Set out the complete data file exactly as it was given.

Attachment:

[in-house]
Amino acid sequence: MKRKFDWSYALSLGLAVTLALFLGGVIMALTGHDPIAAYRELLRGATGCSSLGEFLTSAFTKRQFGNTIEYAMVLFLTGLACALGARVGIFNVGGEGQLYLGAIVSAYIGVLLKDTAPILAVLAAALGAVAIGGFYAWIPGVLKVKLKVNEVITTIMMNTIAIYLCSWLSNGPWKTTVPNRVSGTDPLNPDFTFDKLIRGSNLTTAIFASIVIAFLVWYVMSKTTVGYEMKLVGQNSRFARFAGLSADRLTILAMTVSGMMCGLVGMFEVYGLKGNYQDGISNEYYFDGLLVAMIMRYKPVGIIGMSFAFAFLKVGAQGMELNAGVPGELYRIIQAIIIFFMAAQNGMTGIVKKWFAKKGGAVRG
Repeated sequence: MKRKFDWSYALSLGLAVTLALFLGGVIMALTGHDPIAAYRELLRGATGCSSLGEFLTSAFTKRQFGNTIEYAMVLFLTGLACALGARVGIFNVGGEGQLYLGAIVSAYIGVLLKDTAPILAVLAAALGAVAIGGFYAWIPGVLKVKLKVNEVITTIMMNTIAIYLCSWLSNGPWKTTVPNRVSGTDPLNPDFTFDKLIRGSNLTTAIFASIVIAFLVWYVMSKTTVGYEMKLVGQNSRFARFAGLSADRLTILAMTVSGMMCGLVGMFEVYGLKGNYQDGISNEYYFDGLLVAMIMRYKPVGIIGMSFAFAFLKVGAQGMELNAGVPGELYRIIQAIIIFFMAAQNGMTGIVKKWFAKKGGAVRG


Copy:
[in-house]
Amino acid sequence: MKRKFDWSYALSLGLAVTLALFLGGVIMALTGHDPIAAYRELLRGATGCSSLGEFLTSAFTKRQFGNTIEYAMVLFLTGLACALGARVGIFNVGGEGQLYLGAIVSAYIGVLLKDTAPILAVLAAALGAVAIGGFYAWIPGVLKVKLKVNEVITTIMMNTIAIYLCSWLSNGPWKTTVPNRVSGTDPLNPDFTFDKLIRGSNLTTAIFASIVIAFLVWYVMSKTTVGYEMKLVGQNSRFARFAGLSADRLTILAMTVSGMMCGLVGMFEVYGLKGNYQDGISNEYYFDGLLVAMIMRYKPVGIIGMSFAFAFLKVGAQGMELNAGVPGELYRIIQAIIIFFMAAQNGMTGIVKKWFAKKGGAVRG
Repeated sequence: MKRKFDWSYALSLGLAVTLALFLGGVIMALTGHDPIAAYRELLRGATGCSSLGEFLTSAFTKRQFGNTIEYAMVLFLTGLACALGARVGIFNVGGEGQLYLGAIVSAYIGVLLKDTAPILAVLAAALGAVAIGGFYAWIPGVLKVKLKVNEVITTIMMNTIAIYLCSWLSNGPWKTTVPNRVSGTDPLNPDFTFDKLIRGSNLTTAIFASIVIAFLVWYVMSKTTVGYEMKLVGQNSRFARFAGLSADRLTILAMTVSGMMCGLVGMFEVYGLKGNYQDGISNEYYFDGLLVAMIMRYKPVGIIGMSFAFAFLKVGAQGMELNAGVPGELYRIIQAIIIFFMAAQNGMTGIVKKWFAKKGGAVRG